Jesus’ teaching is not just an add-on, something extra for extra-spiritual Christians. Rather, Jesus’ teaching is central to Jesus’ entire life. It fits hand-in-glove with Jesus’ healings and miracles, his death and resurrection. If you’re going to claim to follow Jesus, if you’re going to claim to be a Christian, following Jesus’ teaching is not an option—it’s part of the standard package.
Two examples from Matthew highlight this.
First, there’s the end of the Sermon on the Mount, in Matthew 7:24-27. That’s Jesus’ well-known story of the wise and foolish builders. The wise man builds his house upon the rock, and when the storm comes his house stands firm. The foolish man, however, builds his house upon the sand, and when the storm comes his house is destroyed. A sobering image in these days of hurricanes and floods.
Often that parable is taken to mean, “Build your life on God,” or “Build your life on the Bible.” But that’s not actually what Jesus says. Jesus says, “whoever hears these words of mine and acts on them will be like a wise man who built his house on rock.” The wise man is not someone who builds their life on God in the abstract, or on general “biblical principles.” The wise man is that person who specifically follows Jesus’ teaching—especially his teaching in the Sermon on the Mount, which is what Jesus is referring to here.
And then there’s the very end of Matthew’s Gospel, another well-known passage, the Great Commission. This is where Jesus gathers his disciples after his resurrection, and he says these words:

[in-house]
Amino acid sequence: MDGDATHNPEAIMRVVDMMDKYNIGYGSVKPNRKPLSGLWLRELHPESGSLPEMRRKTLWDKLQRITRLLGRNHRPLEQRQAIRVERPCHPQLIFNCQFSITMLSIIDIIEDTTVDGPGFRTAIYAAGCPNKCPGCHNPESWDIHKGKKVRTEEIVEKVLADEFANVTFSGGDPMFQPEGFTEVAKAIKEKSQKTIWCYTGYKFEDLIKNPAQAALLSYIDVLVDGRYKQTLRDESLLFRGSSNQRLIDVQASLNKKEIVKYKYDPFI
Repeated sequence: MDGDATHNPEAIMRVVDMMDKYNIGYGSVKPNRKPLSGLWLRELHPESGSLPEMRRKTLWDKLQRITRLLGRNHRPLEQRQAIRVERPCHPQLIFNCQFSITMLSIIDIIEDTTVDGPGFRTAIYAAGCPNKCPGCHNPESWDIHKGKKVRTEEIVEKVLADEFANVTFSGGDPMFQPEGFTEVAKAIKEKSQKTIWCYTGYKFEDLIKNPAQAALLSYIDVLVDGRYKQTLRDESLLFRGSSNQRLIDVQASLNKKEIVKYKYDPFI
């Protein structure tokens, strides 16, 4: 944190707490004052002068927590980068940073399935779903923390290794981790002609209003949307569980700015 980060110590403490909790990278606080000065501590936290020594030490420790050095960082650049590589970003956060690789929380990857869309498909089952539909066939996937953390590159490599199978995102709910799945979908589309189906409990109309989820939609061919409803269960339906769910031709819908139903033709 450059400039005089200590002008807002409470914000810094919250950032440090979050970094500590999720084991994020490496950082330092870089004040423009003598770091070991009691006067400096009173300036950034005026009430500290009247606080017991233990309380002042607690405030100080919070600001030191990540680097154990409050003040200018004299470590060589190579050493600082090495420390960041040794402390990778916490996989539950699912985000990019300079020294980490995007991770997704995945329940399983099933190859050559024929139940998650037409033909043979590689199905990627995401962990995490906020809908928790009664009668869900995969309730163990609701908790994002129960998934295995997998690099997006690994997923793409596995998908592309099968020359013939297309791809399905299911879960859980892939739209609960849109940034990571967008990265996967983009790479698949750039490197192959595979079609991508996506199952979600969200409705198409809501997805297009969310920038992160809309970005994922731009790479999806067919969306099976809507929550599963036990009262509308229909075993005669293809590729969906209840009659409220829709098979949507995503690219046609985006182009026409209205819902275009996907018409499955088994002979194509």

All authority in heaven and on earth has been given to me. Go therefore and make disciples of all nations, baptizing them in the name of the Father and of the Son and of the Holy Spirit, and teaching them to obey everything that I have commanded you.
In other words, this is a critical, non-negotiable part of being a disciple of Jesus: striving to follow everything Jesus has taught. Yes, even the hard bits. Even the bits we think are unrealistic or impractical. “Everything,” Jesus says—including the Sermon on the Mount.
Jesus is our Teacher with a capital-T, and we are all—everyone in the church, from the youngest to the oldest—Jesus’ students.
Jesus is our Rabbi with a capital-R, and we are all—all who claim the name “Christian”—Jesus’ disciples, learning from him like apprentices to a master, following his teachings and his way of life.
Below is the full audio of Pastor Michael’s sermon from Sept. 10, 2017, “Lord, Teach Us!” This is the first in a year-long focus on Sermon on the Mount found in Matthew 5-7.